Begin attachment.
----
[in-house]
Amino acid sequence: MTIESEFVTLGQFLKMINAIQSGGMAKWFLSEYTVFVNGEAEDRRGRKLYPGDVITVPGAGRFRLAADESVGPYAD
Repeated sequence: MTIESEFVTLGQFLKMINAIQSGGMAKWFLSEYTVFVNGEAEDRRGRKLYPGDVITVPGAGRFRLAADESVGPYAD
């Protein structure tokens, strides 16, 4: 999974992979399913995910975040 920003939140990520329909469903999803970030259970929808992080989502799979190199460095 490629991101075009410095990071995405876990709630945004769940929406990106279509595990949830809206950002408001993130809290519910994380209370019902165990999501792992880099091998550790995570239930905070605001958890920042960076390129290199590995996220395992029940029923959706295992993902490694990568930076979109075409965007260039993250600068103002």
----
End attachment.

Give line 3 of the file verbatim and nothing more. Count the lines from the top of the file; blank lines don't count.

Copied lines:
Repeated sequence: MTIESEFVTLGQFLKMINAIQSGGMAKWFLSEYTVFVNGEAEDRRGRKLYPGDVITVPGAGRFRLAADESVGPYAD